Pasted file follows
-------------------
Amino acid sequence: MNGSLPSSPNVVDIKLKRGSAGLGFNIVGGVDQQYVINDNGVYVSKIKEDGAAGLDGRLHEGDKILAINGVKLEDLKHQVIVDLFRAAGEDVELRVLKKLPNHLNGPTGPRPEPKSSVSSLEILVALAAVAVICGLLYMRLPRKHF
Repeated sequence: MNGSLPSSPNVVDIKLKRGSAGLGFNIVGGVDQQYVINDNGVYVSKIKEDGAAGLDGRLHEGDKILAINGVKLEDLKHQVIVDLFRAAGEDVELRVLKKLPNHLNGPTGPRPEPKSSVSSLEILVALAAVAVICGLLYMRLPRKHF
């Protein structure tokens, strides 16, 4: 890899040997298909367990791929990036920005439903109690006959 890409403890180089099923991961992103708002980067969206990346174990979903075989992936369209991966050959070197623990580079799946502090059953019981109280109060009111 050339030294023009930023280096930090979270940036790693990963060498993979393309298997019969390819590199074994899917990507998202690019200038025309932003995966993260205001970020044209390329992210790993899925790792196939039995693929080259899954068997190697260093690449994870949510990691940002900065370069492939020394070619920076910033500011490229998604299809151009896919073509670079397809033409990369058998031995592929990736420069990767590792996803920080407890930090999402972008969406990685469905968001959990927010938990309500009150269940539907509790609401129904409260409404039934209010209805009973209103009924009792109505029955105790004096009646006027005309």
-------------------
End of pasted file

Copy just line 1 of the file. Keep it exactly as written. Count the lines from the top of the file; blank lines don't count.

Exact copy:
Amino acid sequence: MNGSLPSSPNVVDIKLKRGSAGLGFNIVGGVDQQYVINDNGVYVSKIKEDGAAGLDGRLHEGDKILAINGVKLEDLKHQVIVDLFRAAGEDVELRVLKKLPNHLNGPTGPRPEPKSSVSSLEILVALAAVAVICGLLYMRLPRKHF